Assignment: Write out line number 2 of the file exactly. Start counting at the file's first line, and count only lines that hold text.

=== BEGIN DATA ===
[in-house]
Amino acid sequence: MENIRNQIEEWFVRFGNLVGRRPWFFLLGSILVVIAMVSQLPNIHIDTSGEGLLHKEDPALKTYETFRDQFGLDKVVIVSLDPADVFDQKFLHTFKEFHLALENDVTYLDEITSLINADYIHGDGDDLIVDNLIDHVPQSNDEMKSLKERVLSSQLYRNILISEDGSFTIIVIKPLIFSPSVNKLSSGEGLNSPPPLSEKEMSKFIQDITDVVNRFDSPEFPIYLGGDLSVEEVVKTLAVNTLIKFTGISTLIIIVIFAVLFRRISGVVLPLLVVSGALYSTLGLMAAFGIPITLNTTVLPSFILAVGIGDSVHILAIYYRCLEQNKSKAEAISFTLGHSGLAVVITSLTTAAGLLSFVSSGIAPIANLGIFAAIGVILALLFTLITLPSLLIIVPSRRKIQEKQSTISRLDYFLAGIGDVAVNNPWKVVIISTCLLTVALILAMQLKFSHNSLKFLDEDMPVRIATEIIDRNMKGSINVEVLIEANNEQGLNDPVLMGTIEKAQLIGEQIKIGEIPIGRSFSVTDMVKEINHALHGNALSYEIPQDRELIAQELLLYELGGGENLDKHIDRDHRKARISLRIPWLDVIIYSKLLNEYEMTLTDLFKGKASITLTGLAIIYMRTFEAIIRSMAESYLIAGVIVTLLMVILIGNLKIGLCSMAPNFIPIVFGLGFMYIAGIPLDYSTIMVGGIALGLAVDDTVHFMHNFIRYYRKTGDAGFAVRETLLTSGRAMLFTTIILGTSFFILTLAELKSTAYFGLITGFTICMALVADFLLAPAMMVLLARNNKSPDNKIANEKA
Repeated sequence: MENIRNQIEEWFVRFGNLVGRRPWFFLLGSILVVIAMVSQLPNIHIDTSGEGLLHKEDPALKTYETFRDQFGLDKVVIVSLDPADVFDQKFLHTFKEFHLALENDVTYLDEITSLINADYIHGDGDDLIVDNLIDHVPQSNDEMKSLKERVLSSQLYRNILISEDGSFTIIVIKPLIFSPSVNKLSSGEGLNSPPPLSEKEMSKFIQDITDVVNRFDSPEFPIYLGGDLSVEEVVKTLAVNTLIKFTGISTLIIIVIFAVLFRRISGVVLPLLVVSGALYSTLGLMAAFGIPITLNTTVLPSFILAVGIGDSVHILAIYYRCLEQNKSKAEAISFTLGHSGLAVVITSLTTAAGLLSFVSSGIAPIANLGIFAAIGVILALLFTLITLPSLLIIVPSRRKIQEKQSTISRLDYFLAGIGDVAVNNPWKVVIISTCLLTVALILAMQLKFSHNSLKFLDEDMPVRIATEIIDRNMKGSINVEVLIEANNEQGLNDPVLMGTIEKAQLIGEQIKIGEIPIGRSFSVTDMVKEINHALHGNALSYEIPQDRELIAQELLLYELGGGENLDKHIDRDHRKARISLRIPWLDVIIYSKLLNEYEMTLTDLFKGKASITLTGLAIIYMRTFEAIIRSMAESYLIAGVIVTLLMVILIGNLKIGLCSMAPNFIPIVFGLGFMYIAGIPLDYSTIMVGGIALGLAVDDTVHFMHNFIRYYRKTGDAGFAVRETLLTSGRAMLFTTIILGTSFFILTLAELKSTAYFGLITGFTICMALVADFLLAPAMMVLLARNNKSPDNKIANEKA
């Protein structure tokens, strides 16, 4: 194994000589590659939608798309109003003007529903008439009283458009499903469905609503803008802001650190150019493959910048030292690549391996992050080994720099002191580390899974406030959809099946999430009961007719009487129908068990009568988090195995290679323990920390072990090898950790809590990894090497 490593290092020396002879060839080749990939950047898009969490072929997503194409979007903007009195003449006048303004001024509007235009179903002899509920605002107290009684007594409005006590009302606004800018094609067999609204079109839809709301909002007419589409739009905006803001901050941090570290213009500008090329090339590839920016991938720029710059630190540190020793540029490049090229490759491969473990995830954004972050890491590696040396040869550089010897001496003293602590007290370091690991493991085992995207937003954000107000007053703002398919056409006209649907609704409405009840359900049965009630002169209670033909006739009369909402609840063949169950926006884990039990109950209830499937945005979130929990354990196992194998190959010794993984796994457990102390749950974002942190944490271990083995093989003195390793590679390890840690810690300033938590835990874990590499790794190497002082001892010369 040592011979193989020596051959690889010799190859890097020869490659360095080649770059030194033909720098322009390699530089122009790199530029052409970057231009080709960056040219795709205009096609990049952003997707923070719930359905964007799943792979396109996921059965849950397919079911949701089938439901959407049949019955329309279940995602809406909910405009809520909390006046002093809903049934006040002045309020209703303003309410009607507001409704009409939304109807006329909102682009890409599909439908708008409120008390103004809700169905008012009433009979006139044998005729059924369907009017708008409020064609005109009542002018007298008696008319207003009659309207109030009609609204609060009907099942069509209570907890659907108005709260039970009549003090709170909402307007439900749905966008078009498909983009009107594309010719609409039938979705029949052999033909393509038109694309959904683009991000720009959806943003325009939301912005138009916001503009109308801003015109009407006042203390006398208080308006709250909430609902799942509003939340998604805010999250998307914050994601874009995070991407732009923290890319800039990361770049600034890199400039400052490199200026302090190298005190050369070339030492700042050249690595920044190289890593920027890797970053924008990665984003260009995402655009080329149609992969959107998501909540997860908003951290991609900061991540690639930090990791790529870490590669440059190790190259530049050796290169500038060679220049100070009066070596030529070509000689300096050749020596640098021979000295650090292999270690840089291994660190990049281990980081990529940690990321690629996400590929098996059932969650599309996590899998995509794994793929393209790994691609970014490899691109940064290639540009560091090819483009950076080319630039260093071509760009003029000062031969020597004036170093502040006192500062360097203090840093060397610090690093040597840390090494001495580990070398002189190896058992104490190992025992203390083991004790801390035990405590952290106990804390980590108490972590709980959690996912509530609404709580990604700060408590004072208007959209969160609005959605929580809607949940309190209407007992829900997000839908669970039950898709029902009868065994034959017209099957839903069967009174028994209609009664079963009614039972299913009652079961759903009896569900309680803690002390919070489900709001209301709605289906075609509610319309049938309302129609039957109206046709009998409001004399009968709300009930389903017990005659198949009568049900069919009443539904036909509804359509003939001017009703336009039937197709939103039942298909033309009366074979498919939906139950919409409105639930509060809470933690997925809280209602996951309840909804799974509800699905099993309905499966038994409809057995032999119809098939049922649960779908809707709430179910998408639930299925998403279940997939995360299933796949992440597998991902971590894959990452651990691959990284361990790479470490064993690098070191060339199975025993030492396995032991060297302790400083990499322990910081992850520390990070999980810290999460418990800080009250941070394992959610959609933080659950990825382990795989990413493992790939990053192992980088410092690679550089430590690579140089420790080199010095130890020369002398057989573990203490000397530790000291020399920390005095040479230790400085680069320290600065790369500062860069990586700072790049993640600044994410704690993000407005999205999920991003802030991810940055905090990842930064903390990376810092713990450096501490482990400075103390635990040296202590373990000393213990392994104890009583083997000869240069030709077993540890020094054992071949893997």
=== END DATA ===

Amino acid sequence: MENIRNQIEEWFVRFGNLVGRRPWFFLLGSILVVIAMVSQLPNIHIDTSGEGLLHKEDPALKTYETFRDQFGLDKVVIVSLDPADVFDQKFLHTFKEFHLALENDVTYLDEITSLINADYIHGDGDDLIVDNLIDHVPQSNDEMKSLKERVLSSQLYRNILISEDGSFTIIVIKPLIFSPSVNKLSSGEGLNSPPPLSEKEMSKFIQDITDVVNRFDSPEFPIYLGGDLSVEEVVKTLAVNTLIKFTGISTLIIIVIFAVLFRRISGVVLPLLVVSGALYSTLGLMAAFGIPITLNTTVLPSFILAVGIGDSVHILAIYYRCLEQNKSKAEAISFTLGHSGLAVVITSLTTAAGLLSFVSSGIAPIANLGIFAAIGVILALLFTLITLPSLLIIVPSRRKIQEKQSTISRLDYFLAGIGDVAVNNPWKVVIISTCLLTVALILAMQLKFSHNSLKFLDEDMPVRIATEIIDRNMKGSINVEVLIEANNEQGLNDPVLMGTIEKAQLIGEQIKIGEIPIGRSFSVTDMVKEINHALHGNALSYEIPQDRELIAQELLLYELGGGENLDKHIDRDHRKARISLRIPWLDVIIYSKLLNEYEMTLTDLFKGKASITLTGLAIIYMRTFEAIIRSMAESYLIAGVIVTLLMVILIGNLKIGLCSMAPNFIPIVFGLGFMYIAGIPLDYSTIMVGGIALGLAVDDTVHFMHNFIRYYRKTGDAGFAVRETLLTSGRAMLFTTIILGTSFFILTLAELKSTAYFGLITGFTICMALVADFLLAPAMMVLLARNNKSPDNKIANEKA